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Psychotic-like experiences and interpersonal violence in the general population

Abstract

Background

Research on the association of psychopathology and violence has mainly focused on severe but rare mental disorders, especially psychotic disorders. However, evidence is growing that psychotic disorders are continuous with common psychotic-like experiences in the general population. This study aimed to examine the association of psychotic-like experiences with violence in a general population sample.

Methods

In 38,132 adult participants of the 2001 US National Household Survey on Drug Abuse, the association of psychotic-like experiences with violent behavior were examined.

Results

Psychotic-like experiences were reported by 5.1% (N = 2,584) of adults in the community. These experiences were associated with increased risk of attacking someone with the intent of hurting that person (Odds Ratio [OR] = 5.72), intimate partner violence (OR = 4.97), arrests for aggravated assault (OR = 5.12), and arrests for other assault (OR = 3.65). The risk of violence increased with the number of psychotic-like experiences. Unusual perceptual experiences and paranoid ideations were more consistently associated with violence.

Conclusions

The link between psychopathology and interpersonal violence appears to expand beyond the limits of severe mental disorders and to include more common psychotic-like experiences in the general population.

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Fig. 1

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Author information

Correspondence to Ramin Mojtabai.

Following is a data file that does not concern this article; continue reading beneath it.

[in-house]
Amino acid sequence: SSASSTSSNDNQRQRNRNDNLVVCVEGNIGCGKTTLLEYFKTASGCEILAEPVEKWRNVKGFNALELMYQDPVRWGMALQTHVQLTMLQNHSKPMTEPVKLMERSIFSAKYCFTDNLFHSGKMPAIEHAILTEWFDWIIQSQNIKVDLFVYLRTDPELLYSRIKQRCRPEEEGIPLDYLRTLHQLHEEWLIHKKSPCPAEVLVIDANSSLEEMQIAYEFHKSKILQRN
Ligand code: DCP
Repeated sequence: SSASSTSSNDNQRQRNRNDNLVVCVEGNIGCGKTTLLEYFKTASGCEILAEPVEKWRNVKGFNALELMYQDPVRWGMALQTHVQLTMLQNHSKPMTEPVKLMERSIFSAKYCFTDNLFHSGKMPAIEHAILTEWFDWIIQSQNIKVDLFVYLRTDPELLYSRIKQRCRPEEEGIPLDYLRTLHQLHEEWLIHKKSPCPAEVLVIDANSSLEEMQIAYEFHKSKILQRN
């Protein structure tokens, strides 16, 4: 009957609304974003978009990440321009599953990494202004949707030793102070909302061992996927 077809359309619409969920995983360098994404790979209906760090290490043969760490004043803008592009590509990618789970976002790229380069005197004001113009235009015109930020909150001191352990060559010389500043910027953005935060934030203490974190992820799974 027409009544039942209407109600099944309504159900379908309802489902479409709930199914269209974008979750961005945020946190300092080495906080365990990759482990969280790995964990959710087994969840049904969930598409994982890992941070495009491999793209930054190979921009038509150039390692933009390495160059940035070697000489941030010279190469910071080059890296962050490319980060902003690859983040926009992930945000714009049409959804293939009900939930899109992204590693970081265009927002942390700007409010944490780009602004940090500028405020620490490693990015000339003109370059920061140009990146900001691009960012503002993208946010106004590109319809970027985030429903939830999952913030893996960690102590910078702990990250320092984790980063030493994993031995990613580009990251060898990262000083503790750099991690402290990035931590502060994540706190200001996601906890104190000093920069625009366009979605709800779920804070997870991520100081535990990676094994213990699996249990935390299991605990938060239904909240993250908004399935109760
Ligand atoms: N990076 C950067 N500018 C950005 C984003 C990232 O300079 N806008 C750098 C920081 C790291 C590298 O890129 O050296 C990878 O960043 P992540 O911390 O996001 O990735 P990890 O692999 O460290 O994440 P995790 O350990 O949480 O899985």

Appendix A

Appendix A

Psychotic-like experiences assessed in the 2001 National Household Survey on Drug Abuse.

The next questions are about unusual experiences that some people have. When you answer these questions, please do not include times when you were dreaming or half asleep, had a high fever, or were under the influence of llegal drugs or alcohol.
    During the past 12 months, have you heard voices—that is, voices that     other people said did not exist, voices coming from inside your head, or     voices coming out of the air when there was no one around?*     (hearing voices)
    During the past 12 months, have you seen a vision—that is, something     that other people could not see?* (seeing visions)
    During the past 12 months, have you felt that a force was taking over     your mind and trying to make you do things you didn’t want to do?*     (influence experiences)
    During the past 12 months, have you felt that some force was     inserting thoughts directly into your head by means of X-rays or     laser beams or other methods?* (thoughts inserted)
    During the past 12 months, have you felt that your own thoughts     were being stolen out of your mind by someone or something you     did not have control over?* (thoughts stolen)
    During the past 12 months, have you felt that some force was trying     to communicate directly with you by sending special signs or signals     that only you could understand?* (reference ideations)
    During the past 12 months, have you believed that there was an unfair     plot going on to harm you or to have people follow you—when your     family and friends did not believe that this was happening?*     (paranoid ideations)
*Each question was followed by the statement: “Remember, please do not include times when you were dreaming or half asleep, had a high fever, or were under the influence of illegal drugs or alcohol.”

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Mojtabai, R. Psychotic-like experiences and interpersonal violence in the general population. Soc Psychiat Epidemiol 41, 183–190 (2006). https://doi.org/10.1007/s00127-005-0020-4

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Keywords

  • psychotic-like experiences
  • violence
  • aggression
  • general population surveys